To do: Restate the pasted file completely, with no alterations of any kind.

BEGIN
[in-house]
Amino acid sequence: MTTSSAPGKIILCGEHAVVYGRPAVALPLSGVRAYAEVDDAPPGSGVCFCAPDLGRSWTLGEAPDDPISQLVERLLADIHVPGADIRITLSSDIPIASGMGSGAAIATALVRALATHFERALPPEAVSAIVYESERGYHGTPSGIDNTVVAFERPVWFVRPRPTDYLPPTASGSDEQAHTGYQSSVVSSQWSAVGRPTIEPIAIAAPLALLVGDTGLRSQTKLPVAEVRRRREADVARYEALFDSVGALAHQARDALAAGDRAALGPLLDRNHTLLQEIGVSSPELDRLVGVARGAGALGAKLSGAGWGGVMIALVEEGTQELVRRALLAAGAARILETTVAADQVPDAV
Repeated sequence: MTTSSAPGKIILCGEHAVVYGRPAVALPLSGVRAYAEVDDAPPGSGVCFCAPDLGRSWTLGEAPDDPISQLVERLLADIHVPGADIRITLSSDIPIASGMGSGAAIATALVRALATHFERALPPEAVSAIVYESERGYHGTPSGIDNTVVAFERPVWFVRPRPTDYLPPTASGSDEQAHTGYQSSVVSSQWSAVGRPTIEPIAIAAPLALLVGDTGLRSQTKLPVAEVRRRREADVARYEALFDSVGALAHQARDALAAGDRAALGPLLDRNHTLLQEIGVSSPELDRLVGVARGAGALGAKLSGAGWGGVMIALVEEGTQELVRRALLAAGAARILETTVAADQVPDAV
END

[in-house]
Amino acid sequence: MTTSSAPGKIILCGEHAVVYGRPAVALPLSGVRAYAEVDDAPPGSGVCFCAPDLGRSWTLGEAPDDPISQLVERLLADIHVPGADIRITLSSDIPIASGMGSGAAIATALVRALATHFERALPPEAVSAIVYESERGYHGTPSGIDNTVVAFERPVWFVRPRPTDYLPPTASGSDEQAHTGYQSSVVSSQWSAVGRPTIEPIAIAAPLALLVGDTGLRSQTKLPVAEVRRRREADVARYEALFDSVGALAHQARDALAAGDRAALGPLLDRNHTLLQEIGVSSPELDRLVGVARGAGALGAKLSGAGWGGVMIALVEEGTQELVRRALLAAGAARILETTVAADQVPDAV
Repeated sequence: MTTSSAPGKIILCGEHAVVYGRPAVALPLSGVRAYAEVDDAPPGSGVCFCAPDLGRSWTLGEAPDDPISQLVERLLADIHVPGADIRITLSSDIPIASGMGSGAAIATALVRALATHFERALPPEAVSAIVYESERGYHGTPSGIDNTVVAFERPVWFVRPRPTDYLPPTASGSDEQAHTGYQSSVVSSQWSAVGRPTIEPIAIAAPLALLVGDTGLRSQTKLPVAEVRRRREADVARYEALFDSVGALAHQARDALAAGDRAALGPLLDRNHTLLQEIGVSSPELDRLVGVARGAGALGAKLSGAGWGGVMIALVEEGTQELVRRALLAAGAARILETTVAADQVPDAV